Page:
An Insider Bought Health Management Associates

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According to a filing with the SEC, a Senior Vice President at Health Management Associates (NYSE: HMA) bought 10,000 shares of the company’s stock on Dece. 10 at an average price of $7.76 per share. Health Management Associates is an operator of hospitals, with a concentration in the southern U.S. and has a market capitalization of $2.1 billion. We like to track insider purchases because we would think that an insider would only buy the stock (and abandon the benefits of diversification) if he or she were very confident in the company. We’re also aware that insider purchases, at least on average, are bullish signals.

The company’s revenue in the third quarter of the year grew 18% from a year earlier after making allowances for doubtful accounts in both cases (before allowances, sales were up roughly the same amount). Costs trended even with revenue, however, leaving both operating income and net income about flat. This was an improvement on the first half of 2012, when earnings had fallen despite higher revenue. At its current valuation, Health Management Associates trades at 14 times trailing earnings. That’s actually a bit high for the hospital industry, as investors are uncertain how the implementation of President Obama’s healthcare policy -- particularly in different states -- will affect various industries in the healthcare sector. However, despite the fact that earnings haven’t been particularly good so far this year, analysts expect growth on the bottom line in the next several years, as the forward P/E is 9 and the five-year PEG ratio is 0.9.

Glenview Capital increased its stake in Health Management Associates by 47% in the third quarter of the year, giving it a total of nearly 26 million shares in its portfolio. Glenview is managed by Larry Robbins, who had previously worked at billionaire Leon Cooperman's Omega Advisors. D.E. Shaw, a large hedge fund managed by David Shaw, also bought the stock and owned 1.7 million shares at the end of September, though this position was only worth about $14 million at that time (see D.E. Shaw's favorite stocks).

The largest-cap publicly traded hospital stock is HCA Holdings (NYSE: HCA). HCA was one of billionaire John Paulson’s value picks during the third quarter (find more of Paulson's favorite value stocks), though given how poorly Paulson has been doing lately that might not be the best endorsement. Glenview is invested in HCA as well. HCA trades at 9 times forward earnings estimates, and reported revenue growth of 11% last quarter compared to the third quarter of 2011.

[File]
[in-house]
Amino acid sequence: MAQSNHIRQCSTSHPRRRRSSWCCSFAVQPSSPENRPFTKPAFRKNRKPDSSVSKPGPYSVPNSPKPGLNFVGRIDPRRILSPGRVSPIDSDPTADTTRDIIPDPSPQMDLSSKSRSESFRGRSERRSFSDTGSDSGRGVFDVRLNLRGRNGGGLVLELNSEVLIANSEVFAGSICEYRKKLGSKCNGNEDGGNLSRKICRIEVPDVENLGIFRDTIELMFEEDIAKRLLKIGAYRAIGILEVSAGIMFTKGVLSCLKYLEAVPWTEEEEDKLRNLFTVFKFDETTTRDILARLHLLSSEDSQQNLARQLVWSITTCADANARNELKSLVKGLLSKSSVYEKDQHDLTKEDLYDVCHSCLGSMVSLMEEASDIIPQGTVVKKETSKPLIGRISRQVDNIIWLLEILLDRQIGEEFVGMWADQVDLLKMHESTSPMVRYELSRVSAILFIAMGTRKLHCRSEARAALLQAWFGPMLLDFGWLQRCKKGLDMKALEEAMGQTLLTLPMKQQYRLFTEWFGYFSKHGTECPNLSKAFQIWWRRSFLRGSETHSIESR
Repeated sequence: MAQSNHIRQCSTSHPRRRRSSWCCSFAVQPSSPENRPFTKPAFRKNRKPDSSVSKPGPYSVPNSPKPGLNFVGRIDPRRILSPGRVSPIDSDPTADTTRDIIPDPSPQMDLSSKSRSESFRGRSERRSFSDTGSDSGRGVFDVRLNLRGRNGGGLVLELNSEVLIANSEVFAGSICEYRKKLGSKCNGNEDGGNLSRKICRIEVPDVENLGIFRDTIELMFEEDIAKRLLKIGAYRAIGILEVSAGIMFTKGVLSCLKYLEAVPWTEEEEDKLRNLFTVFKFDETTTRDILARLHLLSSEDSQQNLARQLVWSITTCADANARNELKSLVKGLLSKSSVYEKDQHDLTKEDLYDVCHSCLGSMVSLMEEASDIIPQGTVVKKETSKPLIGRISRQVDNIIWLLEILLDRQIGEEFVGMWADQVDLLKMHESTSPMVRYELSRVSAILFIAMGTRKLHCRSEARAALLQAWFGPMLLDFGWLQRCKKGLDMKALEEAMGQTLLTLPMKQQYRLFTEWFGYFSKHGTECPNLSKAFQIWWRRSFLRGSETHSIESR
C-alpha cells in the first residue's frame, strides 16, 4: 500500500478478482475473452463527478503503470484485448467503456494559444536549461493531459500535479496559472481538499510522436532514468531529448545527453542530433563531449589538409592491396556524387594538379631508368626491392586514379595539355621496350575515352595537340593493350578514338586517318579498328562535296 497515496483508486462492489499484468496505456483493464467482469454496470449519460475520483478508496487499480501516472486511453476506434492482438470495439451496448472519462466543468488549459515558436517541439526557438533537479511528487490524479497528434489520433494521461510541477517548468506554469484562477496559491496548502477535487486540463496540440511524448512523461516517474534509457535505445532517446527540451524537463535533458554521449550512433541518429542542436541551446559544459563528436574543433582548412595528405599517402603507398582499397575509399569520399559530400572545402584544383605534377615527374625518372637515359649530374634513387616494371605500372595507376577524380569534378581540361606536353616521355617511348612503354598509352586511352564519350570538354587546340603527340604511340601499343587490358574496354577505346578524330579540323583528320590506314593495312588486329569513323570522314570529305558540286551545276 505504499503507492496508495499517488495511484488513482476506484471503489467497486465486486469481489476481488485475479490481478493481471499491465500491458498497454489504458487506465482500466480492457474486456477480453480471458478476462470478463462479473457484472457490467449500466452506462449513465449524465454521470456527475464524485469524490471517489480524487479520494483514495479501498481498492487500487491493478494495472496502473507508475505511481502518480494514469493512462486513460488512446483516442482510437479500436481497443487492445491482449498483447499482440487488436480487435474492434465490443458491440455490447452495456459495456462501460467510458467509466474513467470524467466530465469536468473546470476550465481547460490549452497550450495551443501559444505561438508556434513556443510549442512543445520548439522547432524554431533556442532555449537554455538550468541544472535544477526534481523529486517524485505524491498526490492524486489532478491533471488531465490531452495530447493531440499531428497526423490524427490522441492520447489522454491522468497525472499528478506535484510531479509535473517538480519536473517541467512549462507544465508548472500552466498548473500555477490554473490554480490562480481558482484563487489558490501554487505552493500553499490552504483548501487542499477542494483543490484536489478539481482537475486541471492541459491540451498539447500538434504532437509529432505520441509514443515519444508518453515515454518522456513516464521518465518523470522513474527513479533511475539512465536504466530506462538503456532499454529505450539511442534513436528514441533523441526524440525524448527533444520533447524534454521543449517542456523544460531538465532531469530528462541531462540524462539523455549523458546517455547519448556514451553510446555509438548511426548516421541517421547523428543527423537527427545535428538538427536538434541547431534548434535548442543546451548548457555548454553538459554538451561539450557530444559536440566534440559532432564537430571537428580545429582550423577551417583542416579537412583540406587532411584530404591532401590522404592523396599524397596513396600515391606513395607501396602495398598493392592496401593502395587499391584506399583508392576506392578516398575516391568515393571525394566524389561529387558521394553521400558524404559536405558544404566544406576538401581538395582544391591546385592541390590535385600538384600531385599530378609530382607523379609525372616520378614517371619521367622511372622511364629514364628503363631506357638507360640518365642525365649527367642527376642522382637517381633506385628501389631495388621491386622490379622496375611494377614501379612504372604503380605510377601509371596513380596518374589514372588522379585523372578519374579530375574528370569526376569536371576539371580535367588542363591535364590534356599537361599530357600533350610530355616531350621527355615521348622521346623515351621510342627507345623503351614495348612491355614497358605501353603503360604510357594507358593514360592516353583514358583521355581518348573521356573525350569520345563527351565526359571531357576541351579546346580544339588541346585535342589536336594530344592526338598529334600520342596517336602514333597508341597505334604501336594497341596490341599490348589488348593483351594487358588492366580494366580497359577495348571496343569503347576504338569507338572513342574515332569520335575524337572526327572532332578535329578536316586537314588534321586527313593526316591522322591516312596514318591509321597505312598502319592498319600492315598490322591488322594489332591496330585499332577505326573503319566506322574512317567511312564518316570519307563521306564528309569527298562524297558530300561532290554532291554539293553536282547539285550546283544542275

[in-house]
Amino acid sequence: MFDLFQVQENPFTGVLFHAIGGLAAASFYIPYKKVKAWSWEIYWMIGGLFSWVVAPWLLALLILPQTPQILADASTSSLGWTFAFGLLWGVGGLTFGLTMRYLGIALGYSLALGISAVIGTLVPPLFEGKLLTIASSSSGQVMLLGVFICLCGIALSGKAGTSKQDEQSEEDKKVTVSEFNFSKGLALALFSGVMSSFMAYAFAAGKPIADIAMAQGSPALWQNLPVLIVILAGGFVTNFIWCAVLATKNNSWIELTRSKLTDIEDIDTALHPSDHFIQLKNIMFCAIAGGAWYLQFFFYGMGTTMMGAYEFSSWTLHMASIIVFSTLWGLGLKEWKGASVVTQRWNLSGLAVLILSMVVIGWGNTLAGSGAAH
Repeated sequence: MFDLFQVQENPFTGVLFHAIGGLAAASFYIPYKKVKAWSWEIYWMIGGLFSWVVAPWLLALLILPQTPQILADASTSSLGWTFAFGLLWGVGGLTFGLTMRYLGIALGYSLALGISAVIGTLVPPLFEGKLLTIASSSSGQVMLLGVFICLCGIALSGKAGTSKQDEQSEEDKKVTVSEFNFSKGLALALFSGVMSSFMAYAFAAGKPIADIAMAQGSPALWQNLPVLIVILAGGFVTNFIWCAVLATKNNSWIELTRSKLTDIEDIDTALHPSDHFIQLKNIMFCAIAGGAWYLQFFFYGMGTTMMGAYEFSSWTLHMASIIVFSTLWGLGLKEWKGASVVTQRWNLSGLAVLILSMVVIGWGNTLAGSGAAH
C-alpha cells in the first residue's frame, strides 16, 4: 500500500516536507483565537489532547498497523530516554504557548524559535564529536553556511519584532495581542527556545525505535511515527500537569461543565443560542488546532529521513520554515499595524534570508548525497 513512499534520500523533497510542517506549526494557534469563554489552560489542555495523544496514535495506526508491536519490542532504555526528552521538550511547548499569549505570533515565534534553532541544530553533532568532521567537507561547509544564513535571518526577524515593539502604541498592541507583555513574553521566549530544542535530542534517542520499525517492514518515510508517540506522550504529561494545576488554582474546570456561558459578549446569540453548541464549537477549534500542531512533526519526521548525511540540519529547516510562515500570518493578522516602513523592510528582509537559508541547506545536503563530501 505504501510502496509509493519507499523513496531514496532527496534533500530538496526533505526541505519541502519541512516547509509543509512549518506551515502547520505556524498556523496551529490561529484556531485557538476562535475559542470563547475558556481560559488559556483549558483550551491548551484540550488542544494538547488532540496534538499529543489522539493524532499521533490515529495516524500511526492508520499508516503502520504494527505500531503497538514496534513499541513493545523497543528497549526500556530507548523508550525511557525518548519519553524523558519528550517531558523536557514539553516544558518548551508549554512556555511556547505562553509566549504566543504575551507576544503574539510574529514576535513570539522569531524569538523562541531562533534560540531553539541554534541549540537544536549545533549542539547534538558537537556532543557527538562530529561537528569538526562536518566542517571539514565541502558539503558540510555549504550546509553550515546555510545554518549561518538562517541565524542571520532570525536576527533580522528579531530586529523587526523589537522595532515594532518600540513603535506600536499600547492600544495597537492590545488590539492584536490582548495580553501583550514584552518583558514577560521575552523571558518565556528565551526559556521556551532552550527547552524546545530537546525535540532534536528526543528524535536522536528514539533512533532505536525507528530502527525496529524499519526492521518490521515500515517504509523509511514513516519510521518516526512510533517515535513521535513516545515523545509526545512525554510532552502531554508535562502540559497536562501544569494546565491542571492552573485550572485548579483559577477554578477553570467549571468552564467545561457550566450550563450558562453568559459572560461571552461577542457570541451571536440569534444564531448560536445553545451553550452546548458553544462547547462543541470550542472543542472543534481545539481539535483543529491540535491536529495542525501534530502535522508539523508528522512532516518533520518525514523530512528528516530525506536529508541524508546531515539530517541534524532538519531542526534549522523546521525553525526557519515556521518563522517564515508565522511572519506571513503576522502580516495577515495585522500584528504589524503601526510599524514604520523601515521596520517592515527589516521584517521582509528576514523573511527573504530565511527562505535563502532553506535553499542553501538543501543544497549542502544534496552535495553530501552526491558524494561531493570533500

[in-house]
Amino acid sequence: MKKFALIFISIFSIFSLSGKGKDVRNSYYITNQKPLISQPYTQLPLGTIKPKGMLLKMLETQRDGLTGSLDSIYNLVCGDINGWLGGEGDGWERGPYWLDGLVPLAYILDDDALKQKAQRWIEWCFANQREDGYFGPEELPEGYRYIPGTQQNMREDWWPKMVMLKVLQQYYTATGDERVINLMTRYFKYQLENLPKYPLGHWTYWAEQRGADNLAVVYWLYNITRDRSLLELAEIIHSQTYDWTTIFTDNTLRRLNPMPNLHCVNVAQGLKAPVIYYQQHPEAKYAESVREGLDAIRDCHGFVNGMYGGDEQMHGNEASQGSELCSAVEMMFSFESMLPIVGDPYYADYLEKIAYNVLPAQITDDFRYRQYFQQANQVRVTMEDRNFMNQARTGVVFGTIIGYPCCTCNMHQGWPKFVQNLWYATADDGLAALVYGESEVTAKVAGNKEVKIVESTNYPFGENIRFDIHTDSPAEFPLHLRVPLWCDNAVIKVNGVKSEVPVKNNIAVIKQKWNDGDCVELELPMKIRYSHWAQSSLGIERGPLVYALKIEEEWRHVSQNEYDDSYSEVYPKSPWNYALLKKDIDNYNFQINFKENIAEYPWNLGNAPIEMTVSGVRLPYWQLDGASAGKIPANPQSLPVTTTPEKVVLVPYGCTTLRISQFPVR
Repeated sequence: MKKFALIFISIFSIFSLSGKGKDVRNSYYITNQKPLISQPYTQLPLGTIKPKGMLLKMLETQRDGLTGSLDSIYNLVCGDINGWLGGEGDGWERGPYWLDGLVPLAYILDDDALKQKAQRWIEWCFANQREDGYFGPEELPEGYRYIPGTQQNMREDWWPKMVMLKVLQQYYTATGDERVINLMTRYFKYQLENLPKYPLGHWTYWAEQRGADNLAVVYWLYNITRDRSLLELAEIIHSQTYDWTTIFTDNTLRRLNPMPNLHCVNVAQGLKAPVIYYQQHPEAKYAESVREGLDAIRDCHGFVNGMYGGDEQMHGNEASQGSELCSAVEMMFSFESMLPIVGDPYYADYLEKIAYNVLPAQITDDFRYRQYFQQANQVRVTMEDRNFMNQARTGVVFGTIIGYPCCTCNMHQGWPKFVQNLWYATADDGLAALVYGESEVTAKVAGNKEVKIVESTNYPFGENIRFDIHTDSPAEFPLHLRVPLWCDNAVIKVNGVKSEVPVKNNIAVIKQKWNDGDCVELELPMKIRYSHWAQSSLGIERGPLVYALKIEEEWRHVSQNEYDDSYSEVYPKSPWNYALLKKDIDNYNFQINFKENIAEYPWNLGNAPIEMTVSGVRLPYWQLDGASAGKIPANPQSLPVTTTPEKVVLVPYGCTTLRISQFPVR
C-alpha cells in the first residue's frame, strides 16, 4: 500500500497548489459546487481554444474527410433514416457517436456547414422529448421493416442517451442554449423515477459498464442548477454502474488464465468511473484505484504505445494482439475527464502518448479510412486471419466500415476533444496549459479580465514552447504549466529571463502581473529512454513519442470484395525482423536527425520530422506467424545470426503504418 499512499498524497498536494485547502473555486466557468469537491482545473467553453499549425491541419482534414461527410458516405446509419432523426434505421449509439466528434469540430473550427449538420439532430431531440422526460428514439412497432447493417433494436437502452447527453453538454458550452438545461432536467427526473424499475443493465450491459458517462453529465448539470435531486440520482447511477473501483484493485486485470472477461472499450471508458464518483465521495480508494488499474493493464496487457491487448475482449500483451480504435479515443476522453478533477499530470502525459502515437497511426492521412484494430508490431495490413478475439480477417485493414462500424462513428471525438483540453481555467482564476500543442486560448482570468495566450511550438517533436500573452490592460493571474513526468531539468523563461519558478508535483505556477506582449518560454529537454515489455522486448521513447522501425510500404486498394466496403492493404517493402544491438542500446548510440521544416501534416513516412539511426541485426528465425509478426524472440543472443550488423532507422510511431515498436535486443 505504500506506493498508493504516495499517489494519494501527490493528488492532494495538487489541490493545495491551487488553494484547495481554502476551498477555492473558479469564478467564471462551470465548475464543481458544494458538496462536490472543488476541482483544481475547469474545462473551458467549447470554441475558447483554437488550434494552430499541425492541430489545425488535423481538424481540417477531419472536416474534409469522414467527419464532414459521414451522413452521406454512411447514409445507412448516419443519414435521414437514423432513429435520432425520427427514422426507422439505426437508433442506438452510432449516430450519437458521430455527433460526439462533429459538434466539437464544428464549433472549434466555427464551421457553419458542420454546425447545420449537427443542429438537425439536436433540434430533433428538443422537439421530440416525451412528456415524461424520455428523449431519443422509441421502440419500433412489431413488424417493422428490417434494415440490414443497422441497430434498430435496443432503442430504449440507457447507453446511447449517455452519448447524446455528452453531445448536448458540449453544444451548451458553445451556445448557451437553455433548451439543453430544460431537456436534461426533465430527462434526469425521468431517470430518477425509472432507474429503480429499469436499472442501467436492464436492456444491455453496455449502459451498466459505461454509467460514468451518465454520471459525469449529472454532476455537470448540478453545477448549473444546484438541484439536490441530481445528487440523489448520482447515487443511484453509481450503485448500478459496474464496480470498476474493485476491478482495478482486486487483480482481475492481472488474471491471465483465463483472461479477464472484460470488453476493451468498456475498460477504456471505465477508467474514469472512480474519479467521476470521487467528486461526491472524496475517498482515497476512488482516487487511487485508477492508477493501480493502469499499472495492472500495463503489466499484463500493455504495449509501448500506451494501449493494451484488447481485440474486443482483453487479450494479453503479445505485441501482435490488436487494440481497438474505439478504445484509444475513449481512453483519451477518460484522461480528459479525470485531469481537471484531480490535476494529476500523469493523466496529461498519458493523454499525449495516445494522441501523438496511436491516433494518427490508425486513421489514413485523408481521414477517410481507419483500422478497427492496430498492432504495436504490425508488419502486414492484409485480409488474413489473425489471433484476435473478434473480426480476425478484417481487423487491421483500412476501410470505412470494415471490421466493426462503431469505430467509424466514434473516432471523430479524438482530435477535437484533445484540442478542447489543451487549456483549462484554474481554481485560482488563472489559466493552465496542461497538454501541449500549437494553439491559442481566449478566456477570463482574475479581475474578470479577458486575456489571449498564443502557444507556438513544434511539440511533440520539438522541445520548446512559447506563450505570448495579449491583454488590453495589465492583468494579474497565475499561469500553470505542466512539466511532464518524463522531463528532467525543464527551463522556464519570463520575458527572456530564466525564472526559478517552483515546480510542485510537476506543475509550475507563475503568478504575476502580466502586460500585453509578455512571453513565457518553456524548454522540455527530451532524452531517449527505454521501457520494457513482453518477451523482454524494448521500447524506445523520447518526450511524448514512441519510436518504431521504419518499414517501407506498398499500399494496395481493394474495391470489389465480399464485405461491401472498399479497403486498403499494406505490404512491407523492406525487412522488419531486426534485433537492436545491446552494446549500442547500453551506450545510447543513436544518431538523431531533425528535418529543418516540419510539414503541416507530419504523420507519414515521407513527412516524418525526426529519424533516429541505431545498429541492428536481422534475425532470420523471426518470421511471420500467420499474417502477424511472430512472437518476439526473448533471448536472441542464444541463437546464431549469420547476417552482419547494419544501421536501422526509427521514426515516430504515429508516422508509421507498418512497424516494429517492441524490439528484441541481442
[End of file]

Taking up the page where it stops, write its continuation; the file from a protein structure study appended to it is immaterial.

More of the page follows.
We can also compare Health Management Associates to Universal Health Services (NYSE: UHS), Tenet Healthcare Corporation (NYSE: THC), and LifePoint Hospitals (NASDAQ: LPNT). These stocks generally carry P/E multiples in the 10-11 range, placing them at a discount to where Health Management Associates is trading, at least in terms of historical performance. Universal Health Services and Lifepoint each reported a double-digit percentage decline in earnings in their most recent quarters compared to the same period in the previous year; Tenet has had an out-of-the-ordinary increase in net income, but its stock price has also risen to place it at about the same forward multiple as its peers. We’d note that while Lifepoint is more or less a standard hospital company, Tenet also operates a number of diagnostic imaging centers while Universal Health Services includes a business segment focused on behavioral health. Unless either of those businesses is exceptionally attractive, we think that we’d recommend HCA, as it is the market leader and it is priced at a discount in terms of forward earnings.

The insider buy at Health Management Associates is interesting, and the stock does look like it may be on the cheaper side, but the business hasn’t been doing too well recently. In addition, there are other companies in the same industry that are better values in terms of their trailing earnings, and their stocks might make better picks.

This article is written by Matt Doiron and edited by Meena Krishnamsetty. They don't own shares in any of the stocks mentioned in this article. The Motley Fool has no positions in the stocks mentioned above. Try any of our Foolish newsletter services free for 30 days. We Fools may not all hold the same opinions, but we all believe that considering a diverse range of insights makes us better investors. The Motley Fool has a disclosure policy. Is this post wrong? Click here. Think you can do better? Join us and write your own!

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